Personal Wealth Management / Behavioral Finance
Two More Lessons on Central Bankers’ Unpredictability
Surprise rate hikes confirm forward guidance is feckless.
What happens when two central banks pause rate hikes, say some dovish things, then U-turn and hike rates? Evidently, what happens is people keep parsing their statements for clues as to what will happen next, as if they didn’t just see the fruitlessness of this endeavor firsthand. So it goes this week, with pundits trying to divine what the Reserve Bank of Australia (RBA) and Bank of Canada (BoC) will do next after this week’s hikes. Dear readers, we suggest you not fall into the same trap—if central bankers can’t predict their own moves, how can mere mortals?
To see this, let us start with the RBA and simply take a tour of its recent policy decisions and statements. In February, as the bank hiked rates by 0.25 percentage point (ppt) or 25 basis points (bps), Governor Philip Lowe’s statement said the bank’s “Board expects that further increases in interest rates will be needed over the months ahead.”[i] So no one was too surprised when the RBA hiked again in March—or that Lowe’s March statement said the “Board expects that further tightening of monetary policy will be needed to ensure that inflation returns to target and that this period of high inflation is only temporary.”[ii] But then the RBA paused in April, surprising onlookers. That month’s statement referred several times to slowing economic growth, falling inflation forecasts and monetary policy’s tendency to hit the economy at a lag. The forward guidance—a fancy term for what central bankers say they expect to do—also got more dovish (or non-rate-hikey, if you aren’t into overused bird metaphors), saying more rate hikes “may well be needed.”[iii] Not “will,” just “may well.” Many pundits figured this meant rate hikes were off the table for the time being.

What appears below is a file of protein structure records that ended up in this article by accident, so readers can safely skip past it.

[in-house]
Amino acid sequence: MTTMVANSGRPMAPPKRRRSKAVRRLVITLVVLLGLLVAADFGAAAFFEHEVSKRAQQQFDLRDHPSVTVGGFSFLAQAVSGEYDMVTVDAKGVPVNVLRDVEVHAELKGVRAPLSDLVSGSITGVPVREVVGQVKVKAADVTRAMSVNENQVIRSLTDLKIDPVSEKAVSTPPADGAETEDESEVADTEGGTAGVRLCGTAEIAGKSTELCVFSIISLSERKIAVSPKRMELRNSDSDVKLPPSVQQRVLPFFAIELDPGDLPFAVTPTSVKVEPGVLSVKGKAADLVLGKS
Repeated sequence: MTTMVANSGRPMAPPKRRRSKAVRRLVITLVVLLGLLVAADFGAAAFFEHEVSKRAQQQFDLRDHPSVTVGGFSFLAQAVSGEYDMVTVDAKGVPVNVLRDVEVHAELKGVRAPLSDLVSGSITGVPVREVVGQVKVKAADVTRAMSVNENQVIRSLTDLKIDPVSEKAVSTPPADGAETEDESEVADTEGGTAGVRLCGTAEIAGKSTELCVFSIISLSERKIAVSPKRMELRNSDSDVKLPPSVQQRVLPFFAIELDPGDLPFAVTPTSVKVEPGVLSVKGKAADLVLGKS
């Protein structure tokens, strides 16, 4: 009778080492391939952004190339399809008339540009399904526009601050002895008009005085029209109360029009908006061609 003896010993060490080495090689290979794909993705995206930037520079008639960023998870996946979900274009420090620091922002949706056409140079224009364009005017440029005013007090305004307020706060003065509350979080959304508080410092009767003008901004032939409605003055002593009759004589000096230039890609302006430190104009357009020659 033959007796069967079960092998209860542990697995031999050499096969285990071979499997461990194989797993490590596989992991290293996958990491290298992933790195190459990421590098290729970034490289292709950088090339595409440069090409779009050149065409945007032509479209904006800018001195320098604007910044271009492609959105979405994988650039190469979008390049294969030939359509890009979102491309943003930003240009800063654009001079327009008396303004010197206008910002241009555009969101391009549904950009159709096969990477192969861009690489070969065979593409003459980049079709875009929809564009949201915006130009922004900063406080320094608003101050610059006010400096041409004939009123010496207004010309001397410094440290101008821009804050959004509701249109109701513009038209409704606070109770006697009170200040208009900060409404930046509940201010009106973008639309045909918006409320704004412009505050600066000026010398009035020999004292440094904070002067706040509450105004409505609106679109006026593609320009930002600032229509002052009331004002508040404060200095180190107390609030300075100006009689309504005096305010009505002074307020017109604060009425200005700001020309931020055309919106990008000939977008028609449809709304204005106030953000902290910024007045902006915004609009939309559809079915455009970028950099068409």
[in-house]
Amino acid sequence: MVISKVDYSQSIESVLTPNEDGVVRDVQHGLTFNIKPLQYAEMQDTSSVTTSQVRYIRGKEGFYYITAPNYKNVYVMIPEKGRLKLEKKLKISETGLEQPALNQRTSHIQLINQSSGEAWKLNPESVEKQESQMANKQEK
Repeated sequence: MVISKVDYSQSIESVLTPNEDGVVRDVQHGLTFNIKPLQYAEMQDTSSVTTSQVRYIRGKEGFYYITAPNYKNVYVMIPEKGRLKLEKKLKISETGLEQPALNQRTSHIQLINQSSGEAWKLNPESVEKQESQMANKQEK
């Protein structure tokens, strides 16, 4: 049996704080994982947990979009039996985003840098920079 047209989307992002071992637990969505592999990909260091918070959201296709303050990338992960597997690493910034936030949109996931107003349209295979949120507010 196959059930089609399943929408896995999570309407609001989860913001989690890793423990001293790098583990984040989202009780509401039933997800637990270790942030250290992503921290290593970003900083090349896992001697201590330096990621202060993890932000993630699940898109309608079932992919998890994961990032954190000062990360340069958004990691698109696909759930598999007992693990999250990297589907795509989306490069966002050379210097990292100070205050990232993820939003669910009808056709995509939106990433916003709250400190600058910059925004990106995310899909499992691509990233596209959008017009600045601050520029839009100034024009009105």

Surprise! The RBA hiked by 0.25 ppt in May, defying expectations for more pausing. What changed? After assessing rate hikes’ impact, the Board decided it would take too long to get inflation back down to target if they didn’t resume hiking. Yet their guidance was still squishy, saying more rate hikes “may be required.”[iv] Evidently that was indeed the case, as they hiked another 0.25 ppt Tuesday despite a raft of slowing economic indicators. And they have kept the “may be required” guidance, spurring another round of what will they do next?[v]
We just don’t get it. “Will be needed” preceded hikes and a rate pause. “May well be needed” preceded a hike. “May be required” preceded a hike. None of it means anything, because—as every statement acknowledges—decisions depend on the evolution of economic and inflation data. These folks are reacting to changing economic indicators and forecasts based on their biases and viewpoints and how those influence policymakers’ expectations, which are always impossible to pin down exactly.
For lesson 2, see the BoC, which hiked Wednesday after pausing in March and April. When they had last hiked in late January, the Governing Council said that if the economy performed in line with their forecasts, they expect “to hold the policy rate at its current level while it assess the impact of the cumulative interest rate increases.”[vi] But they also left the door open for more hikes “if needed to return inflation to the 2% target.” So March’s pause wasn’t a huge surprise. Neither was April’s, with both statements focusing on moderating inflation and weak GDP forecasts. Both statements also said the Governing Council “remains prepared to raise the policy rate further if needed to return inflation to the 2% target,” but with nothing like the clear-cut guidance in January’s statement, expectations for a move were low.[vii]